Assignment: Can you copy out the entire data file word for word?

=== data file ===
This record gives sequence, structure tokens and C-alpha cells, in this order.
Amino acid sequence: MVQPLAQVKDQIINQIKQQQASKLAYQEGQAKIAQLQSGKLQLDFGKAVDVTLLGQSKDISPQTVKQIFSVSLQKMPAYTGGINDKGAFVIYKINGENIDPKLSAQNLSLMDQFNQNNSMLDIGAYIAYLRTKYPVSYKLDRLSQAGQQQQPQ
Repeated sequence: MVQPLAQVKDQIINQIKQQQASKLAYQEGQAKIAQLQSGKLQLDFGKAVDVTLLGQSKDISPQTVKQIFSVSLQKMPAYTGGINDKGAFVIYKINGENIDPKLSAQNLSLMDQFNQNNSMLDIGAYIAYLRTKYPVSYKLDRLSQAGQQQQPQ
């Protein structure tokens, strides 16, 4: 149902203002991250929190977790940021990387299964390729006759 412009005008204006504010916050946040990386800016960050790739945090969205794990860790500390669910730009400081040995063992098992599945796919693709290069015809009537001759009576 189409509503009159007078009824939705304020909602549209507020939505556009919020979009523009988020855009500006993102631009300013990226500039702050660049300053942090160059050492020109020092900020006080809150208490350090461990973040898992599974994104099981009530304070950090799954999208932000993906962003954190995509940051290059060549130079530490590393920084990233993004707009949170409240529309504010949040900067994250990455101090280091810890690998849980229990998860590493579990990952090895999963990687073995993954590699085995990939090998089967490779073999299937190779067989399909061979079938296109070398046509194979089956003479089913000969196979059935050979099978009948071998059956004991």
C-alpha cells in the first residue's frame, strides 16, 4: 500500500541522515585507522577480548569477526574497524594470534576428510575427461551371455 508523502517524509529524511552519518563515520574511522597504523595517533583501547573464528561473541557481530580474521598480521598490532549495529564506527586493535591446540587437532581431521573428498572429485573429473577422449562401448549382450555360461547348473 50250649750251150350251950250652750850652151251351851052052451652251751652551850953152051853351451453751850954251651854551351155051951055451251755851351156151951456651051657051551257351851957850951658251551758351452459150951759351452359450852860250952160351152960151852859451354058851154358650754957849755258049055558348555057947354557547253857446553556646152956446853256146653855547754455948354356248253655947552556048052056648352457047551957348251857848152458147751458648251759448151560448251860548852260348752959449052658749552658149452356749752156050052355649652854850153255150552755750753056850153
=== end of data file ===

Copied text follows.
This record gives sequence, structure tokens and C-alpha cells, in this order.
Amino acid sequence: MVQPLAQVKDQIINQIKQQQASKLAYQEGQAKIAQLQSGKLQLDFGKAVDVTLLGQSKDISPQTVKQIFSVSLQKMPAYTGGINDKGAFVIYKINGENIDPKLSAQNLSLMDQFNQNNSMLDIGAYIAYLRTKYPVSYKLDRLSQAGQQQQPQ
Repeated sequence: MVQPLAQVKDQIINQIKQQQASKLAYQEGQAKIAQLQSGKLQLDFGKAVDVTLLGQSKDISPQTVKQIFSVSLQKMPAYTGGINDKGAFVIYKINGENIDPKLSAQNLSLMDQFNQNNSMLDIGAYIAYLRTKYPVSYKLDRLSQAGQQQQPQ
């Protein structure tokens, strides 16, 4: 149902203002991250929190977790940021990387299964390729006759 412009005008204006504010916050946040990386800016960050790739945090969205794990860790500390669910730009400081040995063992098992599945796919693709290069015809009537001759009576 189409509503009159007078009824939705304020909602549209507020939505556009919020979009523009988020855009500006993102631009300013990226500039702050660049300053942090160059050492020109020092900020006080809150208490350090461990973040898992599974994104099981009530304070950090799954999208932000993906962003954190995509940051290059060549130079530490590393920084990233993004707009949170409240529309504010949040900067994250990455101090280091810890690998849980229990998860590493579990990952090895999963990687073995993954590699085995990939090998089967490779073999299937190779067989399909061979079938296109070398046509194979089956003479089913000969196979059935050979099978009948071998059956004991």
C-alpha cells in the first residue's frame, strides 16, 4: 500500500541522515585507522577480548569477526574497524594470534576428510575427461551371455 508523502517524509529524511552519518563515520574511522597504523595517533583501547573464528561473541557481530580474521598480521598490532549495529564506527586493535591446540587437532581431521573428498572429485573429473577422449562401448549382450555360461547348473 50250649750251150350251950250652750850652151251351851052052451652251751652551850953152051853351451453751850954251651854551351155051951055451251755851351156151951456651051657051551257351851957850951658251551758351452459150951759351452359450852860250952160351152960151852859451354058851154358650754957849755258049055558348555057947354557547253857446553556646152956446853256146653855547754455948354356248253655947552556048052056648352457047551957348251857848152458147751458648251759448151560448251860548852260348752959449052658749552658149452356749752156050052355649652854850153255150552755750753056850153